Welcome to another edition of #WhatIDrink, a joint series between me (Vijay), Brandon of Kitchen Konfidence, and Brian of A Thought For Food, where we share our favorite cocktails. You can see the first edition here.
Today’s theme is New Year’s Eve cocktails!
New Year’s Eve has always been a big to-do in my family’s house for as long as I can remember. Every year, 40-50 people gather in our house in Houston to eat (yes, a plethora of Indian food), drink (margaritas are always appropriate in Texas), and dance (to the sounds of old Bollywood) until the clock strikes 12.
This year, however, things will be a little different, and in a good way. Having been recently married and with a doctor-wife, our schedule isn’t allowing us to travel to either family’s home. Instead, we’ll be creating our own new traditions in our own home, in our own city (for now, that’s Philadelphia). For our honeymoon, we made a quick getaway to Mexico and split our time between the big hotel in Cancun and the boho-chic-Euro-refuge of Tulum, just two hours south. My last memories of Mexico, as I’m sure are the same for many of you, were from Spring Break in college, with test-tube tequila shots and the blaring music of Señor Frogs still ringing in my ear.
Now, don’t get me wrong, that was a good time….maybe too good of a time. But on this trip, I enjoyed seeing the other side of Mexico…the real (albeit tourist) Mexico. In Tulum, a town filled with chic eco-resorts and beach jungle restaurants, one of the things that stood out to me the most was the focus on mezcal over tequila in cocktails. Many bars exclusively served mezcal-based cocktails. I’d never really had mezcal before but came to learn about it’s nuances and how it can add everything from a sharp bite to a smooth, smoky undertone depending on the type you use.
When we were at the airport, I had to snag a bottle of mezcal reposado (“rested” or “aged” mezcal) to bring back home. And I’ve been looking for an opportunity to crack it open! This cocktail was inspired by several different things – our trip to Mexico, my family’s tradition for margaritas (hey, mezcal is close enough right??), and for starting new traditions of our own.
This drink is a twist on the classic scotch cocktail known as the Blood and Sand – an equal parts mix of scotch, sweet vermouth, orange juice, and cherry heering (a unique cherry-based liqueur). There aren’t many classic cocktails out there that are scotch-based but with this combination, the smokiness of a good scotch is balanced out by the sweet and tart flavors of the other ingredients.
Since mezcal has a similar smoky flavor as scotch, I used it as the main liquor in this recipe. And, instead of cherry heering, which can be $$$ and isn’t that versatile to have around, I made a quick cranberry simple syrup from fresh cranberries, sugar, and water, giving the drink its signature sunset color.
To get the flavors just right, I had to change up the proportions but overall, it’s a rather simple drink to make and, might I say, mighty tasty. Slightly sweet, slightly tart, slightly smoky…and majorly drinkable. The name comes from the Spanish word for blood, sangre. And, I figured sand was appropriate as Ill be thinking about the white sand beaches of Tulum while sipping on this. From my (new) family to yours, here’s wishing your family a happy, healthy, and fun-filled 2015!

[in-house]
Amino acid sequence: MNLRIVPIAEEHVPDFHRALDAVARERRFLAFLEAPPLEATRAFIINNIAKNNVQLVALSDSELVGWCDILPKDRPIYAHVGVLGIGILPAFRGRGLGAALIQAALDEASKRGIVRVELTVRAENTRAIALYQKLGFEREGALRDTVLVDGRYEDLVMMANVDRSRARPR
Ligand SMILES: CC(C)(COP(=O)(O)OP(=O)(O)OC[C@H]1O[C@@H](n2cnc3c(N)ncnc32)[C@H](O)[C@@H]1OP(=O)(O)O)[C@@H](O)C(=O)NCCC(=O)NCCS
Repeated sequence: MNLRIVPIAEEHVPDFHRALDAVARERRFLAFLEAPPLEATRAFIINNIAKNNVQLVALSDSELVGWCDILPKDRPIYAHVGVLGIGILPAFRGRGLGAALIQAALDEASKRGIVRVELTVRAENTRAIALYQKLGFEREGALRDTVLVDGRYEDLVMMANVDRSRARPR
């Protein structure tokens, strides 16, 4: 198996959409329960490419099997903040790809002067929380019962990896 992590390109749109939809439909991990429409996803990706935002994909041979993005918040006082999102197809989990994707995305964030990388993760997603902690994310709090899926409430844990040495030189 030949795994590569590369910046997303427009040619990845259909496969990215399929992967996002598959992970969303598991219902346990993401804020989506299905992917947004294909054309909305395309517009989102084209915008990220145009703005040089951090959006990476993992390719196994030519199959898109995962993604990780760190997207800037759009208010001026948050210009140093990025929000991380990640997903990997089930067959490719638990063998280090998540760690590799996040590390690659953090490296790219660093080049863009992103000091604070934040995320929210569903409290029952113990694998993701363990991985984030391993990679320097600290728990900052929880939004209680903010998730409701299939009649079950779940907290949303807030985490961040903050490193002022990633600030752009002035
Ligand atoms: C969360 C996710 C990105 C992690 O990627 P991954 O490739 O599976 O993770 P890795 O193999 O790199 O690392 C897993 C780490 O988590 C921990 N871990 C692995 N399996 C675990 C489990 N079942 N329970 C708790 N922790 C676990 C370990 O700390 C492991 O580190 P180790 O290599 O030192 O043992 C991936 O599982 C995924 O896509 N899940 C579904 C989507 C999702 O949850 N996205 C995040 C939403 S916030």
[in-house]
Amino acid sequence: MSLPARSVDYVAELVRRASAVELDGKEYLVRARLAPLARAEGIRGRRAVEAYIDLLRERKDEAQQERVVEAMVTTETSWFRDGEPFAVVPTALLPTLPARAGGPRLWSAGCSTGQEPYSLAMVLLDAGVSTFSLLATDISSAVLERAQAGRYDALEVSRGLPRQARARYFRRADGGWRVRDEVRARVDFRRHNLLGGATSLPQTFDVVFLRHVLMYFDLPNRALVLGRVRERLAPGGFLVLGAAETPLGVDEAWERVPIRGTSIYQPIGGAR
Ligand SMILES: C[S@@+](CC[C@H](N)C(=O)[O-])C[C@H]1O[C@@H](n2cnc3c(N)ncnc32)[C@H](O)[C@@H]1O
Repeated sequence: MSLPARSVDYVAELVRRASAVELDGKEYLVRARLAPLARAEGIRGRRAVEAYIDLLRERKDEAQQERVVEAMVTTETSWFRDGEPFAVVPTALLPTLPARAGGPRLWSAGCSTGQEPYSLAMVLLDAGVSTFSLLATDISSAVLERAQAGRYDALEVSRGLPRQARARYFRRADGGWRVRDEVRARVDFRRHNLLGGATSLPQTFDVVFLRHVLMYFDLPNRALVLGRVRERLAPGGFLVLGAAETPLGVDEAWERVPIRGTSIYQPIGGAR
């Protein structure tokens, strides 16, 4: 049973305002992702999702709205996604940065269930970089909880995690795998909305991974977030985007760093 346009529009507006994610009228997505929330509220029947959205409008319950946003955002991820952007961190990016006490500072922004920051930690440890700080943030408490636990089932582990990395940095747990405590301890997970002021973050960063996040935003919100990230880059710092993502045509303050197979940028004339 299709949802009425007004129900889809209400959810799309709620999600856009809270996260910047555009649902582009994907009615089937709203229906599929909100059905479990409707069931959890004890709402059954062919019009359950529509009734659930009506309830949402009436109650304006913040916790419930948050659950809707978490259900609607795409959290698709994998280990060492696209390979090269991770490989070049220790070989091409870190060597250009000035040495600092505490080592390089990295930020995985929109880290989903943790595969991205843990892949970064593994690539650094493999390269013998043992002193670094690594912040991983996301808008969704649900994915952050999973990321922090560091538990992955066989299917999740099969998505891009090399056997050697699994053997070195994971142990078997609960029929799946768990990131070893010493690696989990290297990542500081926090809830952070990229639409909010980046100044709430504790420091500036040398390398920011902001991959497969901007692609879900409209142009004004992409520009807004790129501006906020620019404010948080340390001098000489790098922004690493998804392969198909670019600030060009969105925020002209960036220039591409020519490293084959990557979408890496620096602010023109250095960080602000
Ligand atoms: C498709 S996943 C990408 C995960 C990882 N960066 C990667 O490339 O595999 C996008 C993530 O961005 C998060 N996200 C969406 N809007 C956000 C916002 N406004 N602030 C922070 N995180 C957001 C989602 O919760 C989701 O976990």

Before we get to the recipe, make sure to check out what Brian and Brandon are drinking too!
Brian from A Thought for Food is drinking:
Brandon from Kitchen Konfidence is drinking:
The Sangre and Sand Cocktail
Prep Time: 5 minutes
Cook Time: 5 minutesYield: 1 cocktail
- 1 1/2 ounces mezcal reposado
- 3/4 ounce sweet vermouth
- 3/4 ounce orange juice
- 1/2 ounce Cranberry Simple Syrup, recipe below
- Sugared Cranberries, for garnish, recipe below
- Orange peel, for garnish
- Add mezcal, sweet vermouth, orange, juice, and cranberry simple syrup to a cocktail shaker. Fill with ice and shake for 20-30 seconds until frigid. Strain into a rocks glass or coupe glass and serve garnished with an orange peel and a few sugared cranberries.
Cranberry Simple Syrup
Prep Time: 5 minutes
Cook Time: 10 minutesYield: 1/2 cup (4 ounces, enough for 4-5 cocktails
- 1/2 cup fresh cranberries, washed and drained
- 1/2 cup white sugar
- 1/2 cup water
- Add all ingredients to a small saucepan and bring to a boil. Reduce to a simmer and cook for 10 minutes until cranberries have broken and softened. Strain through a fine mesh strainer and allow to cool. Keeps in the fridge for up to 2 weeks.
Inspired by She Wears Many Hats
Prep Time: 5 minutes
Cook Time: 1 hourYield: 2 tablespoons
- 2 tablespoons fresh cranberries, washed and dried completely
- Cranberry spice syrup, recipe above
- 2 tablespoons white sugar
- After straining the cranberry spice syrup, add the 2 tablespoons of fresh cranberries to the syrup while still warm. As the cranberries cool in the syrup, they will soften just enough.
- Add the sugar to a bowl. Once cool, remove the cranberries from the syrup, drain any excess syrup, and add to the sugar. Toss to coat completely.
- Transfer the cranberries to a plate and let sit at room temperature for a few hours until the sugar has hardened.